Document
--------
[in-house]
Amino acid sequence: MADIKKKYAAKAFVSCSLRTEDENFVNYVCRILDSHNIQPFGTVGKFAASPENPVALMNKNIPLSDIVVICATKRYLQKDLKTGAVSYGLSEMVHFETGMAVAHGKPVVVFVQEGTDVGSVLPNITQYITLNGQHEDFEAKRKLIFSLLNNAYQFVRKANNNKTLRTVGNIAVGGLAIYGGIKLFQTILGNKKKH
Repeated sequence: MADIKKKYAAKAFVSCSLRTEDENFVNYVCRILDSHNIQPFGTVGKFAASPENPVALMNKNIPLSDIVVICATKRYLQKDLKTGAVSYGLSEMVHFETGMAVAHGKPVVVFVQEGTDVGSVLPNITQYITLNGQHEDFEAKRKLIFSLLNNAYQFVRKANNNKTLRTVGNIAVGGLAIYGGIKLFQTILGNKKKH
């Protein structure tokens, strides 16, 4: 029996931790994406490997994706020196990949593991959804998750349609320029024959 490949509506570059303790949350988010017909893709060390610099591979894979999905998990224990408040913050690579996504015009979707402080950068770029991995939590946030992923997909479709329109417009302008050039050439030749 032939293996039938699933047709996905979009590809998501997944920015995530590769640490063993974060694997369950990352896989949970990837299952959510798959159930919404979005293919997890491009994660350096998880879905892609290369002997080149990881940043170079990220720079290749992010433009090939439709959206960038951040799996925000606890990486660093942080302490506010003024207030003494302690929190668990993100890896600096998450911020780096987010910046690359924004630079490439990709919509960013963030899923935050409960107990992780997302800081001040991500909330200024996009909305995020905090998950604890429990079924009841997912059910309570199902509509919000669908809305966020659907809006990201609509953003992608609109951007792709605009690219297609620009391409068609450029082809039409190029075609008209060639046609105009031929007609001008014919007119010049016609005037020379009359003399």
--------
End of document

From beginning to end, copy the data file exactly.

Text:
[in-house]
Amino acid sequence: MADIKKKYAAKAFVSCSLRTEDENFVNYVCRILDSHNIQPFGTVGKFAASPENPVALMNKNIPLSDIVVICATKRYLQKDLKTGAVSYGLSEMVHFETGMAVAHGKPVVVFVQEGTDVGSVLPNITQYITLNGQHEDFEAKRKLIFSLLNNAYQFVRKANNNKTLRTVGNIAVGGLAIYGGIKLFQTILGNKKKH
Repeated sequence: MADIKKKYAAKAFVSCSLRTEDENFVNYVCRILDSHNIQPFGTVGKFAASPENPVALMNKNIPLSDIVVICATKRYLQKDLKTGAVSYGLSEMVHFETGMAVAHGKPVVVFVQEGTDVGSVLPNITQYITLNGQHEDFEAKRKLIFSLLNNAYQFVRKANNNKTLRTVGNIAVGGLAIYGGIKLFQTILGNKKKH
């Protein structure tokens, strides 16, 4: 029996931790994406490997994706020196990949593991959804998750349609320029024959 490949509506570059303790949350988010017909893709060390610099591979894979999905998990224990408040913050690579996504015009979707402080950068770029991995939590946030992923997909479709329109417009302008050039050439030749 032939293996039938699933047709996905979009590809998501997944920015995530590769640490063993974060694997369950990352896989949970990837299952959510798959159930919404979005293919997890491009994660350096998880879905892609290369002997080149990881940043170079990220720079290749992010433009090939439709959206960038951040799996925000606890990486660093942080302490506010003024207030003494302690929190668990993100890896600096998450911020780096987010910046690359924004630079490439990709919509960013963030899923935050409960107990992780997302800081001040991500909330200024996009909305995020905090998950604890429990079924009841997912059910309570199902509509919000669908809305966020659907809006990201609509953003992608609109951007792709605009690219297609620009391409068609450029082809039409190029075609008209060639046609105009031929007609001008014919007119010049016609005037020379009359003399």